November 19

Storm Reports with the AerisWeather API

In a 24-hour period from noon on Tuesday, Nov 17 through noon on Wednesday, Nov 18th, more than 1,000 storm reports were reported across the U.S. The AerisWeather API provides quick access to these reports for use within applications, including many of the available javascript and mobile mapping platforms. Today, we will step through adding storm reports to an interactive map using the AerisWeather API, GeoJSON and the Leaflet mapping library.

AerisWeather API now has GeoJSON Support

The 1.4 release of the AerisWeather API added several new features, including GeoJSON support. GeoJSON is a common method for transferring geospatial data between systems and is supported by many modern mapping platforms, including Leaflet and Google Maps.  More information about GeoJSON can be found within its specification.

With most AerisWeather API endpoints, you now have the option to return data in our default JSON format or as GeoJSON. To request data in GeoJSON, simply use the new “format” parameter with a value of “geojson”:

Alternatively, when making the API request you can pass the following “Accepts” header to change the response format:

Adding Storm Reports to a Leaflet Map

Leaflet is an open source JavaScript library used within several products at AerisWeather, including our open source AerisJS library and the AerisWeather Interactive Maps SDK.  Leaflet includes native support for GeoJSON and offers a great tutorial.

In our examples, we will be adding the past 12 hours of storm reports within the U.S. to a Leaflet map.  The following is the API request we will be using for each example:

The full source code for all of the following examples is available from our examples repo.

Example 1 – Simple GeoJSON Integration

In our first example, we start by creating a Leaflet Map with an OpenStreetMap base layer:

Next, we will perform an AJAX request for the storm report data from the AerisWeather API. Once received, we use the Leaflet L.geoJson method to add the data layer to the map:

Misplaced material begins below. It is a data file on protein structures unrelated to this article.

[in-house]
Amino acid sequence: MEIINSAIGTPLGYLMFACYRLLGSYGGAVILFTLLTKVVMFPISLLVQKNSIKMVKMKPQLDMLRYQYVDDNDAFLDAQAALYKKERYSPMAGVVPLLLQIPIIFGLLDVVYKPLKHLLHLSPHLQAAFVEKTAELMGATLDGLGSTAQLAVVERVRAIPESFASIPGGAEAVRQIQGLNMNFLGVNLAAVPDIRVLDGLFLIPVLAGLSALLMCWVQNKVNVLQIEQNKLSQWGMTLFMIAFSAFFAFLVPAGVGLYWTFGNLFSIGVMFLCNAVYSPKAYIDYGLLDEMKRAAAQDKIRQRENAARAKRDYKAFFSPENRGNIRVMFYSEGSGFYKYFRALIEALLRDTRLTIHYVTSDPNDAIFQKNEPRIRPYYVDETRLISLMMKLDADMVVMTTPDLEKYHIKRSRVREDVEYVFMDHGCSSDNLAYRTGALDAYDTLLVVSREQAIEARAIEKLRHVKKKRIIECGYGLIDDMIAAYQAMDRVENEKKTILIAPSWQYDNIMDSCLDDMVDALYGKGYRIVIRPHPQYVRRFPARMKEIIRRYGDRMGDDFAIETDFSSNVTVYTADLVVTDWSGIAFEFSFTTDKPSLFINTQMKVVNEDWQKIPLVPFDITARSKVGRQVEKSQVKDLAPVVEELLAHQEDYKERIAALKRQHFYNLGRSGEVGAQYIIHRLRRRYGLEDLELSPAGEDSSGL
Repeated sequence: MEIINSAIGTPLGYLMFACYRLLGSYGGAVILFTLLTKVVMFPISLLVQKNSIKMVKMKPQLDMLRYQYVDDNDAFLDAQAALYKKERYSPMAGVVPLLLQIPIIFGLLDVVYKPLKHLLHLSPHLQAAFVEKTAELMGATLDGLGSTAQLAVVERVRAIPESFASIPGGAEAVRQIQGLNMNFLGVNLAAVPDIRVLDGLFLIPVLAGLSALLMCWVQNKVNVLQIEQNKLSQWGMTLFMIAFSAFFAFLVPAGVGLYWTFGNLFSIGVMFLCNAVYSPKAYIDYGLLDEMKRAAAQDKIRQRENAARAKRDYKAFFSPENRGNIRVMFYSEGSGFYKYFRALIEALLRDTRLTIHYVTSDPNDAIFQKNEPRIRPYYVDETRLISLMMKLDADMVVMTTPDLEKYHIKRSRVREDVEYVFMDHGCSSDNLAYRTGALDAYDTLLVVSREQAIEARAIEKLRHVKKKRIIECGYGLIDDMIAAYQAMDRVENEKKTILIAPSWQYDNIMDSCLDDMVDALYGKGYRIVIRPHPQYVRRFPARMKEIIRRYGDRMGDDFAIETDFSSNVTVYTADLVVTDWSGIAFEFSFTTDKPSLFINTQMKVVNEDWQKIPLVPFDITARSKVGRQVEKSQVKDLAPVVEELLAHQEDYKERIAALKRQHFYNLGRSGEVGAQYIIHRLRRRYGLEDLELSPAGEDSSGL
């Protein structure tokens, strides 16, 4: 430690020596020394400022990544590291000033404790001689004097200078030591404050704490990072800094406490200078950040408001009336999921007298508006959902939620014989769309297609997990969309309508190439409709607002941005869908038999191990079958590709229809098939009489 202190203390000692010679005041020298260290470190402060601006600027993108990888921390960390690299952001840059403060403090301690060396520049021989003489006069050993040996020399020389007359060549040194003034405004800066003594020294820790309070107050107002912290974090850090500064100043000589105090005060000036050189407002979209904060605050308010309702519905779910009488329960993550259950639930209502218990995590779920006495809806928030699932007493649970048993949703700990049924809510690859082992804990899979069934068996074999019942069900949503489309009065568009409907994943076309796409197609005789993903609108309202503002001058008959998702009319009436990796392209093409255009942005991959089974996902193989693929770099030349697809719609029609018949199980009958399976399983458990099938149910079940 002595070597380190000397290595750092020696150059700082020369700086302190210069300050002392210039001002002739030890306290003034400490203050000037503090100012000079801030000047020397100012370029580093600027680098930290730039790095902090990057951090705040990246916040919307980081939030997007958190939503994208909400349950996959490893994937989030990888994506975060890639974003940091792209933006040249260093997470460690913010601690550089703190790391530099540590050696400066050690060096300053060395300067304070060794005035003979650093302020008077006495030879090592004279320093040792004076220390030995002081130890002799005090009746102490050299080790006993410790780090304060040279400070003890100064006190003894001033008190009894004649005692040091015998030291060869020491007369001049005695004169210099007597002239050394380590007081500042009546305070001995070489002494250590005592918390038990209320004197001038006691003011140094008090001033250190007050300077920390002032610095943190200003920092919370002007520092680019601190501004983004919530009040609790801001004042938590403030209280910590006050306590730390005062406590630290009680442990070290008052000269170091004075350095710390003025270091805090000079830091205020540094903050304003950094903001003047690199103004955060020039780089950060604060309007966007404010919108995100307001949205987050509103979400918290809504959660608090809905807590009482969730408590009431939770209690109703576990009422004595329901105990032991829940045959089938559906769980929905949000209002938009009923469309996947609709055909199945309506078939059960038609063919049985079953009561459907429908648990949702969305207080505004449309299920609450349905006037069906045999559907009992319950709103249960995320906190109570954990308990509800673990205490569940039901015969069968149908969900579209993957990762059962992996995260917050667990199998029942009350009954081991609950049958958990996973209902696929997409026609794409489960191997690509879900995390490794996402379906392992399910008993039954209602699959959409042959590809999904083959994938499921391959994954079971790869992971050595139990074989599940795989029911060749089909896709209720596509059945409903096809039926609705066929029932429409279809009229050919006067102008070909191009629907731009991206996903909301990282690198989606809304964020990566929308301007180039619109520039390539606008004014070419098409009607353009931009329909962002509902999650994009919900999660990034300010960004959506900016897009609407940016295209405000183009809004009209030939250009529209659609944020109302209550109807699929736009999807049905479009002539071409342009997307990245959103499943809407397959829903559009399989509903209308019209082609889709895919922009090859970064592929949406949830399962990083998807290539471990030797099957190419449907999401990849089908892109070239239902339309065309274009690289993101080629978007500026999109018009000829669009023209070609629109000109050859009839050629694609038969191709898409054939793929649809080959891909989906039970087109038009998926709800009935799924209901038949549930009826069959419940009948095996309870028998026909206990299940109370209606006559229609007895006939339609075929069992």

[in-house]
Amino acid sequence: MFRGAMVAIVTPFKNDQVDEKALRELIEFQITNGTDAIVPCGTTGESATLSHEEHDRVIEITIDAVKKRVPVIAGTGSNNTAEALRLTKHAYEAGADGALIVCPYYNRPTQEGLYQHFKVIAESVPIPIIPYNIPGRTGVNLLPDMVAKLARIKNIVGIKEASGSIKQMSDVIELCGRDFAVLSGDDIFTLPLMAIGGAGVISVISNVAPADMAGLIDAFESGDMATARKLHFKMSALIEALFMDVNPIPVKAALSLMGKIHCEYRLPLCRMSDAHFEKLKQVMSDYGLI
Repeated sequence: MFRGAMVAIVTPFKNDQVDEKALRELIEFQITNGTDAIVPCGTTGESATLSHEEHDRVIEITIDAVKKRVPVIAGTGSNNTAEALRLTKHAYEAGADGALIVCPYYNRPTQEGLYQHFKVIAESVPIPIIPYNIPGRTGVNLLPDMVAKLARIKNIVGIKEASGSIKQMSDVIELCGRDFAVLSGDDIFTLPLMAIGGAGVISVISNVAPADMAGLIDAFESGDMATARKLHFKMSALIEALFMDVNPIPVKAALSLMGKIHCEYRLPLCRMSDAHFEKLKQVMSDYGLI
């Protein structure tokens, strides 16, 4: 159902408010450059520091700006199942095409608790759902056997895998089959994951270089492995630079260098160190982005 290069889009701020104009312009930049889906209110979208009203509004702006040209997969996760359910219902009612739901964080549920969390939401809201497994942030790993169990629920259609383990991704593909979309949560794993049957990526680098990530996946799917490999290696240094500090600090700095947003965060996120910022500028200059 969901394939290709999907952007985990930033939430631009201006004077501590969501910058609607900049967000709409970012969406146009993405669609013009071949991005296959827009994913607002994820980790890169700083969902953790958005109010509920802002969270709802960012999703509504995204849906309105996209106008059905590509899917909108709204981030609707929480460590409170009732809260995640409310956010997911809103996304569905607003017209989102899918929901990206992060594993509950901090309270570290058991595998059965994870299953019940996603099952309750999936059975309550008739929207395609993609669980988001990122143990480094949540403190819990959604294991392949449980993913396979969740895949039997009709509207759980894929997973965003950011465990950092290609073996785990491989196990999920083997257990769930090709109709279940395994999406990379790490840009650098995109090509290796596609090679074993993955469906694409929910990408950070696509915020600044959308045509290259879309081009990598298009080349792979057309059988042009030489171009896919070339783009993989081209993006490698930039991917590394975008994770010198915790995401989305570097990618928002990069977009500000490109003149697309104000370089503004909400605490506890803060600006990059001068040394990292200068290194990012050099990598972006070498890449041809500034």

Since no styling information was included, Leaflet displays the storm reports as default markers as seen in this live demo.

Example 2 – Storm Reports with Basic Styling

While it’s simple to add the storm reports to a map using the default Leaflet markers, they would definitely look and read better with some additional styling. In this second example, we adjust the earlier code to render the storm reports as filled circles:

The ‘pointToLayer’ callback was used to create each circle marker with basic styles for each storm report returned by the AerisWeather API.

Example 3 – Fully Stylized Storm Report Integration

Storm Reports with Aeris Weather API

In our third example, we demonstrate a more complete integration of storm reports via the AerisWeather API. A separate AerisStormReports class is utilized to manage fetching, adding and updating the storm reports on the map. Additionally, each storm report is styled per category, such as wind, rain, snow or tornado.

You can review the complete AerisStormReports class and accompanying project files at our Github repo.

In summary, the AerisWeather API provides many tools that allow developers to quickly integrate weather data into existing mapping platforms to create unique offerings for both web and mobile users. Check out our FREE developer accounts and start integrating weather into your apps today!


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